Study: U.S. job market is putting more workers in positions with limited upside and leverage.
Dr. David Baltimore will head a special committee appointed by the National Institutes of Health to revitalize the search for an AIDS vaccine.
"If I can make any difference at all in generating an effective vaccine, I will feel very good," said Dr. Baltimore, the Cottrell Professor of Molecular Biology and Immunology at MIT and winner of the 1975 Nobel Prize in medicine.
"The challenge is to produce a vaccine which will have a significant effect on the number of people dying of AIDS," said Dr. Baltimore, who will divide his time between MIT and the NIH. "There are a lot of candidates [for experimental vaccines], and there has been a tremendous effort to design candidates. But I haven't seen any which satisfy the rigorous criteria for a human vaccine." More than 15 AIDS vaccines have been tested in the United States since 1988, with little success.
Dr. Baltimore was appointed after a study by 114 scientists concerned with AIDS research found that the gov-ernment's $1.5 billion program had stalled and lacked focus. "David Baltimore will play a large role in creating a new agenda," said Dr. William Paul, director of the Federal Office of AIDS Research at the NIH, who announced the appointment last Thursday. "We need some creativity and some new ideas, and he will give us this because of who he is and the fact that he wants to do it."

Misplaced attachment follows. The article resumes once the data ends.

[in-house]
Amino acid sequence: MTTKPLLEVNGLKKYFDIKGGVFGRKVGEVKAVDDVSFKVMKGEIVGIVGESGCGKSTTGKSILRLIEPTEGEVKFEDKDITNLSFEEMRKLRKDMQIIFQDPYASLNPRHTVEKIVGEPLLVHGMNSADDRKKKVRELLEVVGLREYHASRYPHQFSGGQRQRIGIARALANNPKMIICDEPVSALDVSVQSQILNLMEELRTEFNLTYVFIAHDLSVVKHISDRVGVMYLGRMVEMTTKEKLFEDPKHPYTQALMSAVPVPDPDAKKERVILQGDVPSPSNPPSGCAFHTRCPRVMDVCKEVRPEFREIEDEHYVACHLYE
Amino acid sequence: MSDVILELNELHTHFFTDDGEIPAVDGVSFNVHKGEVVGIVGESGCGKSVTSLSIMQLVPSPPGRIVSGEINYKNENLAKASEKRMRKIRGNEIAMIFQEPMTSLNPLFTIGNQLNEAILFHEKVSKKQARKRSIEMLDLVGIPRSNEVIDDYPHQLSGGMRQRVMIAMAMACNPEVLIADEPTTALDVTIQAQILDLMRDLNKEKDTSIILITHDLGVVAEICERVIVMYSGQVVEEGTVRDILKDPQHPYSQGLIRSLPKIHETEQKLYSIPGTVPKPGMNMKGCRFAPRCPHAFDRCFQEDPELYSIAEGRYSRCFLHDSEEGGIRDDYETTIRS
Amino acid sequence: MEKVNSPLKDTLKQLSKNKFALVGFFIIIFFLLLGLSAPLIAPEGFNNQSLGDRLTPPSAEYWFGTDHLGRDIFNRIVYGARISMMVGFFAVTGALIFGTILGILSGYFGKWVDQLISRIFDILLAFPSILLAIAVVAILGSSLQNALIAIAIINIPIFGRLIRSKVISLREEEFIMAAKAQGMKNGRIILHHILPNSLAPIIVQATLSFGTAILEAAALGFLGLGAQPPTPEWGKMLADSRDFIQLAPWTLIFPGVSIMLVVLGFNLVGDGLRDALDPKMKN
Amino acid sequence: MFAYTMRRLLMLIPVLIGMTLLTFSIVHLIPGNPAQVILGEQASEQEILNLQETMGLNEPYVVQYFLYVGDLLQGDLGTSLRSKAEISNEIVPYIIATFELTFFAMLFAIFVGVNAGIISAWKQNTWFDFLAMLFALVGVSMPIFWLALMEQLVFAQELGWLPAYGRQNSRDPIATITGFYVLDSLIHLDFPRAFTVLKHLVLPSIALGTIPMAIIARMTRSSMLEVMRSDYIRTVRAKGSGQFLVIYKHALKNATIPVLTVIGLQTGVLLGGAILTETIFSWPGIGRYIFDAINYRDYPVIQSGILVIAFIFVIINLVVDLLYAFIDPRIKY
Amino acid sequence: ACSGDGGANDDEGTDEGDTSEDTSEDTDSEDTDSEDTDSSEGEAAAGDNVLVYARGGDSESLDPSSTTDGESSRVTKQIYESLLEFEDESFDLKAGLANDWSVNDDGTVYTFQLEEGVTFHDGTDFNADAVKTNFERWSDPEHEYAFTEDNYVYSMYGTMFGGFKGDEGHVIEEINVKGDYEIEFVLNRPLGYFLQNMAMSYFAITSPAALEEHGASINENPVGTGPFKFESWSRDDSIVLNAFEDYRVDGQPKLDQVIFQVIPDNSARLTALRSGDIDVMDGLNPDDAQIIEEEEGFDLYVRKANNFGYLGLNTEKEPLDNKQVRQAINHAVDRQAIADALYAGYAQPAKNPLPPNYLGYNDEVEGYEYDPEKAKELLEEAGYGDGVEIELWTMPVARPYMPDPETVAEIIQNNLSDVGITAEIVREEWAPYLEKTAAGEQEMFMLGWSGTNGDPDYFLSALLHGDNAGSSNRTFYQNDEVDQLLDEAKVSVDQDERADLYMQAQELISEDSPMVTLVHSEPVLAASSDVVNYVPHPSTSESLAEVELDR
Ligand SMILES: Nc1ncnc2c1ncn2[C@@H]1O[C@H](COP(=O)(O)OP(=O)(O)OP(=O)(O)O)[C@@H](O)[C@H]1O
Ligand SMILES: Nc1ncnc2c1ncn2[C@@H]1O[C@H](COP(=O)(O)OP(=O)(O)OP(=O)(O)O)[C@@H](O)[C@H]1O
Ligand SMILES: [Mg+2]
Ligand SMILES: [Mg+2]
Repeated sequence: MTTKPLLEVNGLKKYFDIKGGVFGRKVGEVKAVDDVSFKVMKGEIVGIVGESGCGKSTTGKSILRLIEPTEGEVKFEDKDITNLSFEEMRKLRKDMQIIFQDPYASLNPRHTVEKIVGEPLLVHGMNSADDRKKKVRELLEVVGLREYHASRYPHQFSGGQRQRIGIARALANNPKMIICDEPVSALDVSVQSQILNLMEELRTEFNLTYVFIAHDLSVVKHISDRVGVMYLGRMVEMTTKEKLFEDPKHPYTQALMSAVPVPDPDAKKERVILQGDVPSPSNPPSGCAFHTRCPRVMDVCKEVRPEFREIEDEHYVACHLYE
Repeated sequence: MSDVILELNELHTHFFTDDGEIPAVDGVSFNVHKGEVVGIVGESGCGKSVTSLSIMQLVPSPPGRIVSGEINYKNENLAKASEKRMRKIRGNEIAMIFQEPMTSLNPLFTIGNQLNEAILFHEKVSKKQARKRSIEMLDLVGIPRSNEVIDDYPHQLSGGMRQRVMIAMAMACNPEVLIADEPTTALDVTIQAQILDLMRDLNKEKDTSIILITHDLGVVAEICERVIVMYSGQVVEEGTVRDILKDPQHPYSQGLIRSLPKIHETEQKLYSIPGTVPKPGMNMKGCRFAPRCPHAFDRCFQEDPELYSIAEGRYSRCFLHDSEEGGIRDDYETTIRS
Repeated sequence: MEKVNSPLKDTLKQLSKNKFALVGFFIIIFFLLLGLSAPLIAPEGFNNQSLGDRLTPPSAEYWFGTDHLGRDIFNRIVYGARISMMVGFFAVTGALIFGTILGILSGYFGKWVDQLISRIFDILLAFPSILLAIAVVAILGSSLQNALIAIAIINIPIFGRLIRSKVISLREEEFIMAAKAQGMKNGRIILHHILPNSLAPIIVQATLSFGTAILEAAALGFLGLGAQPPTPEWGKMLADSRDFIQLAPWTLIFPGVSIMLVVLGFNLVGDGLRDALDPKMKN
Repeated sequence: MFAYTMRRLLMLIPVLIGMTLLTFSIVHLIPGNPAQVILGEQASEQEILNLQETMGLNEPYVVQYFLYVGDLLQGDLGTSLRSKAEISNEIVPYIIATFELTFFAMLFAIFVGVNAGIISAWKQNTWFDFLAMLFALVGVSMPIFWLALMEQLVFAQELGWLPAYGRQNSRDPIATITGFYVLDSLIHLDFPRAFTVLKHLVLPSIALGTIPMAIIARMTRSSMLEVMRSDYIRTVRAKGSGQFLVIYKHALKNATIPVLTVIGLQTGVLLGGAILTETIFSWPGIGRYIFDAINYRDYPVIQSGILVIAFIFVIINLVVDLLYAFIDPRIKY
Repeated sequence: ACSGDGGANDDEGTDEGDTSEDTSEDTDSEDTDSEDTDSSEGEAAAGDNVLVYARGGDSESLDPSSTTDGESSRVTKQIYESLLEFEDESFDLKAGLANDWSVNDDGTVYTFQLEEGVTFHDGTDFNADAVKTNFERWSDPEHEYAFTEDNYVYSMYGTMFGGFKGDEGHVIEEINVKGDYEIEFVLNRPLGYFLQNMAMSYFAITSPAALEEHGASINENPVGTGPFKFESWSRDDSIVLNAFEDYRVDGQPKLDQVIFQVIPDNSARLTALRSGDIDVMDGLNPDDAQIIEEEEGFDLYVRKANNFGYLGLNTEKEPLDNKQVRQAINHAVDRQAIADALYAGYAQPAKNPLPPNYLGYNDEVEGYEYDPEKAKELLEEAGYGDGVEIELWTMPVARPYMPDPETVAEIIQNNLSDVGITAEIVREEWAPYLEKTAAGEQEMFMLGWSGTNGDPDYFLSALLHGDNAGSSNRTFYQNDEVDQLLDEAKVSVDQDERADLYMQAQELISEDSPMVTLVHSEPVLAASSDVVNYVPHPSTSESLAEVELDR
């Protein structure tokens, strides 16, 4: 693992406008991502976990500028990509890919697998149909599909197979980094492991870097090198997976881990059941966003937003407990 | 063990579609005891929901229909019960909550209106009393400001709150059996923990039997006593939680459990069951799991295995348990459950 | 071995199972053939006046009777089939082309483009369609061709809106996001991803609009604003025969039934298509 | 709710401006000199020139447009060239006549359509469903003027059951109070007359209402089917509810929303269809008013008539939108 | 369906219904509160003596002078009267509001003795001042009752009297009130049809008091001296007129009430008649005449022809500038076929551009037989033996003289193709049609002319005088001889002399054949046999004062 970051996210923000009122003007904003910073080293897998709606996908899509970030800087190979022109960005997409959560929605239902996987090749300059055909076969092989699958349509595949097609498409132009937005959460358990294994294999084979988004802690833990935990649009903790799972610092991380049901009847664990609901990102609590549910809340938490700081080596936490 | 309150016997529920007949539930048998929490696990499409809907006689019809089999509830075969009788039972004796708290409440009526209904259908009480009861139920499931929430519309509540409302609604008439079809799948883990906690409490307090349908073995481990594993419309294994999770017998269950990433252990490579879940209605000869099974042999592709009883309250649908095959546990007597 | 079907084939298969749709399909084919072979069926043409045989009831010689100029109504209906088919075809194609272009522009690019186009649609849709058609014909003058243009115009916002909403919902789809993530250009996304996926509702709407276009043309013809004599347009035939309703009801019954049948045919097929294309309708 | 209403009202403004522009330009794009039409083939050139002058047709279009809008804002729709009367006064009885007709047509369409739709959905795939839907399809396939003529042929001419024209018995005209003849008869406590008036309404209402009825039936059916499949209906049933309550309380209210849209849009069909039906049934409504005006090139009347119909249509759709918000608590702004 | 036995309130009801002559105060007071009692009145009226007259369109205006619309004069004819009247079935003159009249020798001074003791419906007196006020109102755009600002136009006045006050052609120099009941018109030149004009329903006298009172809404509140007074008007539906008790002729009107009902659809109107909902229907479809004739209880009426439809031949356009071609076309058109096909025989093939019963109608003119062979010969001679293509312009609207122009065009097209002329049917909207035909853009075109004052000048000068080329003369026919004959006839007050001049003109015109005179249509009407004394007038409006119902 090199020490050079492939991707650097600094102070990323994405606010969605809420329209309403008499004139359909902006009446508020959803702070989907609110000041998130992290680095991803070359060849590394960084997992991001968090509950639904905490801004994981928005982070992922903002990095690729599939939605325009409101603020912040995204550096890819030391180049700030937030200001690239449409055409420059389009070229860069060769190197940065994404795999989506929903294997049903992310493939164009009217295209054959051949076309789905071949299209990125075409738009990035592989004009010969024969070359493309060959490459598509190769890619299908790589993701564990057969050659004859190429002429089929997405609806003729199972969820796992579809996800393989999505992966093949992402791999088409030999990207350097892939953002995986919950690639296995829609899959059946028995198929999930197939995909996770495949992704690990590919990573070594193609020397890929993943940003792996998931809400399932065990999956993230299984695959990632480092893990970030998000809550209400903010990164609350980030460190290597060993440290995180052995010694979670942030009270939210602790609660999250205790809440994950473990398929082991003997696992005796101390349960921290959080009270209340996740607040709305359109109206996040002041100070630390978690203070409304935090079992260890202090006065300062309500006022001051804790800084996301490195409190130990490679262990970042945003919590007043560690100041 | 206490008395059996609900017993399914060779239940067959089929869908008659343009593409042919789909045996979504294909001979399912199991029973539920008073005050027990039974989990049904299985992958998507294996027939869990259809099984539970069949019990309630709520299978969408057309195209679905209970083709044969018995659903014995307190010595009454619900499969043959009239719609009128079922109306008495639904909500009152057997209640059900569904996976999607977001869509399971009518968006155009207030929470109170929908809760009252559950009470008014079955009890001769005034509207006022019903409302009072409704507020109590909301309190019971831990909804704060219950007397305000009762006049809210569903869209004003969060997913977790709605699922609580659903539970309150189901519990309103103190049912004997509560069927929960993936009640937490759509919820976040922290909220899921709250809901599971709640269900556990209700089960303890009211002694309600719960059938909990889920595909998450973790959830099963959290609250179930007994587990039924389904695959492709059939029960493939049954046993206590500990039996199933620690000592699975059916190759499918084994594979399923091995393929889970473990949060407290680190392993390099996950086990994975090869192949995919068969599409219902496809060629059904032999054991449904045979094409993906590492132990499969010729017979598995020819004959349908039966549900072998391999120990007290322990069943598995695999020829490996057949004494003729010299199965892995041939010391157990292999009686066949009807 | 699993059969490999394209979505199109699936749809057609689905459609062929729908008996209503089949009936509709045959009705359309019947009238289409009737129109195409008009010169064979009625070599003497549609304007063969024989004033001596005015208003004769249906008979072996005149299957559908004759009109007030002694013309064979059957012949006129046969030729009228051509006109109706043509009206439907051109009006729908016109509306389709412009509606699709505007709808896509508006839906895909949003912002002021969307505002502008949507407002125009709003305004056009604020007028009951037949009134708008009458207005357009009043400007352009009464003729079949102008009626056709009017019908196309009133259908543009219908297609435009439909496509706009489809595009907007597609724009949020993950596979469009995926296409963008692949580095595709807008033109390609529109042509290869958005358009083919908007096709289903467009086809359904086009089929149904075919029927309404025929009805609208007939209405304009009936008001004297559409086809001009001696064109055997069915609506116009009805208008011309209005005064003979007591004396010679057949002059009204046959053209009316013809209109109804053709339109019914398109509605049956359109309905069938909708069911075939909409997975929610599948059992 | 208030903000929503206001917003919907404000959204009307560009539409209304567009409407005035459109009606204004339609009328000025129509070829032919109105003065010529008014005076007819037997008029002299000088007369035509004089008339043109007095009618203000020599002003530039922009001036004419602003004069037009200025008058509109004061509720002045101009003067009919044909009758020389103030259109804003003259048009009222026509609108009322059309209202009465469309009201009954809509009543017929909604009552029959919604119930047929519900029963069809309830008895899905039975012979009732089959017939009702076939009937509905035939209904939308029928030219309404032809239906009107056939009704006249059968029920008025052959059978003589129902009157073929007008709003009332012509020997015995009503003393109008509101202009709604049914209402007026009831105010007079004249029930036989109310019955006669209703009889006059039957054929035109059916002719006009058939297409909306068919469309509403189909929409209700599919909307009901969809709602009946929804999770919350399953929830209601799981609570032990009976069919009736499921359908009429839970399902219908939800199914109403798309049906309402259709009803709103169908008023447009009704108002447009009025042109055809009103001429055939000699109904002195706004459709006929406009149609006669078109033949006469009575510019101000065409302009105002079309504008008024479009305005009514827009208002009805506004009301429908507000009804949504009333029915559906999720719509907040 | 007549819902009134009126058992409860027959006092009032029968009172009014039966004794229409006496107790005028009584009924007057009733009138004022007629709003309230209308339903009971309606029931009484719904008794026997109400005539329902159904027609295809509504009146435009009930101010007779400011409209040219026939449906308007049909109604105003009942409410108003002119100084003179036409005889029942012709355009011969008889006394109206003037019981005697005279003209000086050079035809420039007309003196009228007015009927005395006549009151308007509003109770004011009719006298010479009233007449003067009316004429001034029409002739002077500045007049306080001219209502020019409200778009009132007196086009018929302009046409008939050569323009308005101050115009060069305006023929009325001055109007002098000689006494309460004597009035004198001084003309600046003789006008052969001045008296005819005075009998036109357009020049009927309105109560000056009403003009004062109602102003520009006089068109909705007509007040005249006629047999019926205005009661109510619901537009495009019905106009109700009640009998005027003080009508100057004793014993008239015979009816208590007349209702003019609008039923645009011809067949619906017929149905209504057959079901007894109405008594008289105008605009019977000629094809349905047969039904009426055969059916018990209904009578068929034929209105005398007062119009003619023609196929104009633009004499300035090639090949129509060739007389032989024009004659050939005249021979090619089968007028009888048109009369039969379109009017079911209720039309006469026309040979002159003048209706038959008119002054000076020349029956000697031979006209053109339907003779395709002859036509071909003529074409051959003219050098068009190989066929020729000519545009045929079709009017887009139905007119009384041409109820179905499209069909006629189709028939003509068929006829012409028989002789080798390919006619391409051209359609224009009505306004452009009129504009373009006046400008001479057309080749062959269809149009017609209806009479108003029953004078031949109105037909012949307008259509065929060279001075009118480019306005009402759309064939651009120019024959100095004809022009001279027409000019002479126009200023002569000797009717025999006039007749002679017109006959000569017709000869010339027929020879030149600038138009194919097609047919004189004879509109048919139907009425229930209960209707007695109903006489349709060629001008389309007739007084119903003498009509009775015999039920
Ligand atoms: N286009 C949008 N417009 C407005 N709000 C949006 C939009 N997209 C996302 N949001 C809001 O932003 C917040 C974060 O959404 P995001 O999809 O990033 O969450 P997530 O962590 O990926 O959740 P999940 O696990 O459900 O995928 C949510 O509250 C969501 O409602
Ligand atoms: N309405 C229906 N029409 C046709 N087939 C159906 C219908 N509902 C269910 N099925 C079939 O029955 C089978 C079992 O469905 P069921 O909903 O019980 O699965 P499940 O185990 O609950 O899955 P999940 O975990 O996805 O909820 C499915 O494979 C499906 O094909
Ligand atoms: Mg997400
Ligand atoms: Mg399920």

Dr. Baltimore plans to start by reviewing the vaccine program at the NIH to ensure that his committee is aware of research in progress. After that, he will conduct a series of meetings across the country to solicit research projects. "We want to hear from anyone with new ideas," he said.
Dr. Baltimore, 58, also said he would ask pharmaceutical companies to suggest research possibilities the government could pursue that would aid the private sector. A recent report by the AIDS Research Advocacy Council found that companies had lost interest in AIDS vaccines for a variety of reasons, including high costs and the risk of liability.
The appointment was applauded by the medical community and AIDS activists.
"David Baltimore is a brilliant choice," said Dr. Barry Bloom, an immunologist at the Albert Einstein College of Medicine in the Bronx. Jim Mullins, a molecular biologist at the University of Washington, called for Dr. Baltimore to be "aggressive toward getting things done." Dr. Dani Bolog-nesi, a leading AIDS researcher at Duke University said, "we need leadership."
Derek Hodel, director of the Gay Men's Health Crisis in New York, noted that Dr. Baltimore has "long advocated matching the boldest minds against HIV." Mark Harrington of New York's Treatment Action Group described the appointment as "a big shot in the arm. Dr. Baltimore has the experience, the vision and the insight to reinvigorate the search for a safe and effective vaccine." NIH Director Harold Varmus was equally enthusiastic. "David Baltimore will make a difference," he said.
A version of this article appeared in MIT Tech Talk on December 18, 1996.